• CPU: Exynos W920
  • RAM: 1.5GB
  • Storage: 16GB
  • Battery: 247mAh (42mm) or 361mAh (46mm)
  • Connectivity: NFC, GPS, Bluetooth 5.0, Wi-Fi 802.11 a/b/g/n, LTE (optional)
  • Durability: IP68 certified, MIL-STD-810G compliant
  • Software: One UI Watch 3 over “Wear OS Powered by Samsung”
  • Health sensors: Heart rate, EKG, bioelectrical impedance
  • Price: From $350
  • Weight: 46.5g (42mm), 52g (46mm)
  • Pros

  • Identical performance to the newer Watch 5
  • Crisp, vibrant display
  • Rotating bezel is a treat
  • Cons

  • Battery life isn’t all it could be
  • Requires some Samsung phone apps
  • Buy This Product

    Samsung Galaxy Watch 4 Classic

    We weren’t initially too enthusiastic about the Fossil Gen 6. While it’s got Qualcomm’s relatively beefy Snapdragon 4100+ chipset, it also launched with an out-of-date version of Wear OS. As of October 2022, Fossil’s current slate of Wear OS watches are eligible for an update to Wear OS version 3.2. That’s still a little outdated, as the latest version is 3.5, and the update breaks compatibility with on-wrist Google Assistant interactions and the Google Fit Wear OS app. But hey, if you don’t care about either of those features, the upgrade’s ready and waiting for you.

    With robust build quality, a vibrant, crisp display, and an optional update to Wear OS 3 available, the Gen 6 is worth your consideration. Just be aware there are more appealing options available right now.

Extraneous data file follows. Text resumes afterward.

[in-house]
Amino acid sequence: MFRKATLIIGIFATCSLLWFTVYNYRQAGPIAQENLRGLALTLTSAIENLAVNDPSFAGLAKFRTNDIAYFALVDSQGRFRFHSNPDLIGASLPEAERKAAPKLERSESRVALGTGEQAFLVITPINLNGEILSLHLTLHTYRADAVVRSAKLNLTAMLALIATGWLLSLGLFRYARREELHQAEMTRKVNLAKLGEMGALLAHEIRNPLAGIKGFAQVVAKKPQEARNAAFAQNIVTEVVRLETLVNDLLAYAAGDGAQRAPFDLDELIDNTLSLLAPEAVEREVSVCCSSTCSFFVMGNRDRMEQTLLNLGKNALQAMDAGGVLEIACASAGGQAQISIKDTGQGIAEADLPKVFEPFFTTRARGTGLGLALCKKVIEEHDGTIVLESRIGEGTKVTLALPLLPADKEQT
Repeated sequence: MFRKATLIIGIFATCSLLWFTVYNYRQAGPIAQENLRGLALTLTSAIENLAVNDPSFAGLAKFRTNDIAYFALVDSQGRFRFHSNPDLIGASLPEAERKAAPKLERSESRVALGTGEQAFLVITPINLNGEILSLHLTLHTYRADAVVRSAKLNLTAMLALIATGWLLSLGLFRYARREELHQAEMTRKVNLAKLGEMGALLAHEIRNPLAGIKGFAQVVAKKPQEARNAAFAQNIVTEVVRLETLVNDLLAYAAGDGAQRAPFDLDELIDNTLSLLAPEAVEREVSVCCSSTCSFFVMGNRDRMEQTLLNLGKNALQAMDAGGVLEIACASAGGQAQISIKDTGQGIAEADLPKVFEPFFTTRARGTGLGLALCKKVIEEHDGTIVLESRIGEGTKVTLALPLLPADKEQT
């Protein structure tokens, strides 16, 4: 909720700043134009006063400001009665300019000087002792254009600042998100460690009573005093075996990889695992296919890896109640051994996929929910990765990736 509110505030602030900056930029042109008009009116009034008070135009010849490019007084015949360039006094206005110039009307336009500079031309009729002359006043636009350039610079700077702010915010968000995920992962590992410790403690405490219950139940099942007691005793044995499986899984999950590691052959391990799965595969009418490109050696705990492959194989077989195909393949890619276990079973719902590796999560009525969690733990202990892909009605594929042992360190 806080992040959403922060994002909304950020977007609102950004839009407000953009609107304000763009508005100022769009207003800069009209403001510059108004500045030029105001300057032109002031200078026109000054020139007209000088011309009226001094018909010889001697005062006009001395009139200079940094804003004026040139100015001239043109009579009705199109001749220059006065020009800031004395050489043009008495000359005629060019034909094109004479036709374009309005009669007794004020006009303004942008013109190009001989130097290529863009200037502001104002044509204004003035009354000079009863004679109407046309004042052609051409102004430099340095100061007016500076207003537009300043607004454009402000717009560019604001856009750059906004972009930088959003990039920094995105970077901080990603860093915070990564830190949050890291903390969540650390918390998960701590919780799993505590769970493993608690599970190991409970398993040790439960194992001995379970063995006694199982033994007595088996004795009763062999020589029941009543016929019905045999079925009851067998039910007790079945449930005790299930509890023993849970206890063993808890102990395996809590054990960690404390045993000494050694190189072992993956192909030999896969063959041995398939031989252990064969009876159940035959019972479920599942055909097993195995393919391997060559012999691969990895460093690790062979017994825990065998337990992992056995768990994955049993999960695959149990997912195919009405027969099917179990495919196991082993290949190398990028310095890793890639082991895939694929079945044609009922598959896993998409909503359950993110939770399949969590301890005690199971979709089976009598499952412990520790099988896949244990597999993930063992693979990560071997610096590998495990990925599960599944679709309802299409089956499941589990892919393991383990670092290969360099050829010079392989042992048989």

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  • Case Material: Stainless Steel
  • Sizes: 42mm w/ 18mm straps, 44mm w/ 22mm straps
  • Display: 1.28″ Color AMOLED, 416×416, 326ppi
  • CPU: Qualcomm Snapdragon Wear 4100+
  • RAM: 1GB
  • Storage: 1GB
  • Battery: 300mAh
  • Connectivity: Bluetooth 5.0 LE, GPS, NFC SE, WiFi
  • Software: Wear OS 2 (at launch), optional update to Wear OS 3
  • Health sensors: Accelerometer, Altimeter, Ambient Light, Compass, Gyroscope, Off-body IR, PPG Heart Rate, SPO2
  • Price: $299
  • Pros

  • Sturdy build quality with good buttons and rotating crown
  • OLED display is bright and really sharp
  • Fast(er) charging is better than previous generations
  • Cons

  • Battery life is mediocre, even if you sacrifice almost all of the features
  • Performance occasionally stutters a little too much
  • MSRP is too high
  • Buy This Product

    The Skagen Falster Gen 6 is a stylish alternative to the Fossil Gen 6. Aside from aesthetics, the two smartwatches are more or less identical: each has the same 1.28″ 416×416 AMOLED display, the same 300mAh battery, and the same Snapdragon Wear 4100+ chipset paired with a single gig of RAM. Like the Fossil Gen 6, the Skagen Flaster Gen 6 can be updated to Wear OS 3.2 — just remember that doing so will remove Google Assistant and Google Fit functionality.

    While the experience of using either watch will be the same, the Falster offers a look that might appeal to people who don’t care for the Fossil Gen 6’s styling. One niche benefit to the Skagen watch over the Fossil is that the Falster Gen 6 has a water resistance rating of 5 ATM, which beats the Fossil’s 3 ATM. You’ll often find this watch available well under its $295 MSRP lately, so keep an eye out for good sales.

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  • Display Size : 1.28″
  • Display: Color AMOLED / 416 x 416 / 326ppi
  • CPU: Qualcomm® Snapdragon™ Wear 4100+
  • RAM: 1GB
  • Storage: 8GB
  • Battery: 300mAh, 24 Hr + multi-day Extended Mode
  • Software: Wear OS by Google
  • Price: $295
  • Strap: 21mm
  • Dimensions: 41mm Face
  • Pros

  • Attractive design
  • Lots of case and band options
  • Bright, sharp AMOLED screen
  • Cons

  • Mediocre battery life
  • Performance stutters a little too often
  • Pricey at MSRP
  • Buy This Product